WhaleOil features in Indian radio station case
A judge has attacked an Indian radio station in Auckland for using the WhaleOil blog site to win commercial advantage.
A complex battle between Auckland's two Indian radio stations in the High Court involves Fiji politics and WhaleOil blogger Cameron Slater.
It pits AM-band Radio Tarana against the younger Humm-FM, which together blast out pretty much the same Bollywood music to Auckland's 124,000 Indian population.
Tarana's owner, Robert Khan, has accused Humm, also known as 5TUNZ Communications Ltd, of violating its broadcasting licence and doing material harm to his enterprise.
Tarana had said Humm was hiding financial documents, but in a ruling out today Justice Ed Wylie ruled against Tarana.
Unusually, he also criticised Khan and Tarana for trying to obtain commercial advantage through litigation.
Justice Wylie said a Tarana staff member had posted an article about the case on his Facebook page, trying to persuade people that Tarana had the better case.
"More alarmingly, it seems that Mr Khan has been co-operating with a well-known blogger, who has posted on the internet an article which contains various details about the case," Justice Wylie said.
The WhaleOil article, provided by Khan, quotes from a letter written by Humm's solicitors to the Ministry of Business, Innovation and Employment.
Justice Wylie said the ministry did not release that letter to any third party and nor did Humm.
"It can only have come from Radio Tarana/Mr Khan," the judge said.
WhaleOil also published a flowchart that was virtually identical to a flowchart contained in Khan's first affidavit for discovery of the documents.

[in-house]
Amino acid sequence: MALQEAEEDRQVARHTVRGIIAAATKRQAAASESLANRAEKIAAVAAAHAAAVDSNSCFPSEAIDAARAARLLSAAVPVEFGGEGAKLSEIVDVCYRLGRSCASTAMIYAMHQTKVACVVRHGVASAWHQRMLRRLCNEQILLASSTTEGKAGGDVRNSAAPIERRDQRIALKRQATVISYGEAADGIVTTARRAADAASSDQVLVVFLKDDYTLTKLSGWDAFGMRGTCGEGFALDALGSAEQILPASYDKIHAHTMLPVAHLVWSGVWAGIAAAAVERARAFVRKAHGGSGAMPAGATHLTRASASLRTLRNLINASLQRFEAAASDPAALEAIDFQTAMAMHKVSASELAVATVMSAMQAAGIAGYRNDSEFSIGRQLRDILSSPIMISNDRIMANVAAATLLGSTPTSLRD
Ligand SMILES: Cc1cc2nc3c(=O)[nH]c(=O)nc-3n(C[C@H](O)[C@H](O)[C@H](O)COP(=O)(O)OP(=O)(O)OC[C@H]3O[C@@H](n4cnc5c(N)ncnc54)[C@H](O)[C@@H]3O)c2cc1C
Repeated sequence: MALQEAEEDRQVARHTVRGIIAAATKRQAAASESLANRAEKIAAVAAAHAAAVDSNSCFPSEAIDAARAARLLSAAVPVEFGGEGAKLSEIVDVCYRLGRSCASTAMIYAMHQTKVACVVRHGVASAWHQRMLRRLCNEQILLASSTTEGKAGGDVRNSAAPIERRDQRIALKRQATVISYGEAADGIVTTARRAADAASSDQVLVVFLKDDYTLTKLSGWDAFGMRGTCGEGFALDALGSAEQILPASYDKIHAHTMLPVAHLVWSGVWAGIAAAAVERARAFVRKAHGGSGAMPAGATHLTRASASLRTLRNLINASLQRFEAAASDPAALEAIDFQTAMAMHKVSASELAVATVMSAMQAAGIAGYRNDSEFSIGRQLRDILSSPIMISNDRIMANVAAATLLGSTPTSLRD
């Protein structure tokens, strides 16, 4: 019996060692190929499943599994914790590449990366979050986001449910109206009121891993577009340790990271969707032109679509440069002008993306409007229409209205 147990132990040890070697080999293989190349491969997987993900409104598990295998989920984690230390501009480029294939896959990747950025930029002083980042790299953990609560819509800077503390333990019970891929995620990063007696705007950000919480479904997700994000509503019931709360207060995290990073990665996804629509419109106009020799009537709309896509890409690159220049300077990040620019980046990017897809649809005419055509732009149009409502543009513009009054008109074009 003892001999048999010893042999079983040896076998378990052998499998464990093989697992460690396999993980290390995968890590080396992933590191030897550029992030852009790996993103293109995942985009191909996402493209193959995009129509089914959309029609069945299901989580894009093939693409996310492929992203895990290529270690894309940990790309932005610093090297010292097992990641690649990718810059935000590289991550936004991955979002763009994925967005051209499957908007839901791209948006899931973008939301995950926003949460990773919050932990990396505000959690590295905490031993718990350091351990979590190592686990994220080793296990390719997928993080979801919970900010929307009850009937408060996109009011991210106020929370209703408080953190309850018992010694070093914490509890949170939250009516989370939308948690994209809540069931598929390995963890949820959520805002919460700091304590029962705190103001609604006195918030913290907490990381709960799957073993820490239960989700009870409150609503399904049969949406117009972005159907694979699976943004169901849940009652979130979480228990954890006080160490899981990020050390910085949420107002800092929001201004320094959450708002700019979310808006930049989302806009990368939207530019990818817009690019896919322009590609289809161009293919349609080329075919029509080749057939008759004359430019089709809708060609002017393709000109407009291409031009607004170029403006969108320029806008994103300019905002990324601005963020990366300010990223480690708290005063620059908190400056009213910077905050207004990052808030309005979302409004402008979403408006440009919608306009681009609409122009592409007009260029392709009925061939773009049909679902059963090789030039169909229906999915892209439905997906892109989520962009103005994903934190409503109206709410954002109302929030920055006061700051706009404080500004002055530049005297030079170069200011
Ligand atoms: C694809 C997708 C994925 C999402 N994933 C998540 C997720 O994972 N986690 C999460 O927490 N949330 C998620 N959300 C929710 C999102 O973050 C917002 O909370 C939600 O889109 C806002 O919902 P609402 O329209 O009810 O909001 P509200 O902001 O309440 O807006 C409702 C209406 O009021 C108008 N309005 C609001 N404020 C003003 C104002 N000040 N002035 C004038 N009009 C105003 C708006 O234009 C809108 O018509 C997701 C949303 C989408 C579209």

The judgment notes that lawyers for Humm had complained to the Law Society about the behaviour of Tarana's lawyer. The complaint was dismissed.
Justice Wylie noted that Tarana had wanted more documents and access to some regarded as confidential.
"These matters suggest that Radio Tarana, or its agents, have been using the fact of the proceedings to try and gain a commercial advantage over [Humm]," the judge said.
"In these circumstances, any order relaxing the confidentiality undertakings would carry significant risk to the defendants."
Tarana's application was declined.
The court awarded costs to Humm, but warned its memo on costs should not exceed 10 pages.
The substantive case is yet to go to trial.
Oddly, Auckland businessman Harish Lodhia, brother of Fiji's richest man, Hammat Lodhia, is behind both licences.
Harish Lodhia, who has allied himself with Fiji military strongman Frank Bainimarama, was last year named Fiji consul to Auckland.
The stations sound similar but Tarana is the preferred Auckland outlet for Bainimarama. When Bainimarama was in Auckland this month a scuffle broke out with Tarana staff as a Humm reporter tried to ask him a question.
Slater, who was born in Fiji, has been an enthusiastic supporter of Bainimarama.
Documents obtained by a hacker, and leaked to author of Dirty Politics Nicky Hager, suggest the Fiji Government paid for Slater's trips to Fiji to interview Bainimarama.
In an email to Fairfax today Slater said "on my last two trips to Fiji I paid for my airfares, accommodation, food and entertainment entirely".
Slater also said he was not the only non-Tarana employee allowed to interview Bainimarama in New Zealand, pointing out that Indian Newslink, a community weekly publication, also had an interview with him.
* This story has been edited and updated since it was first published.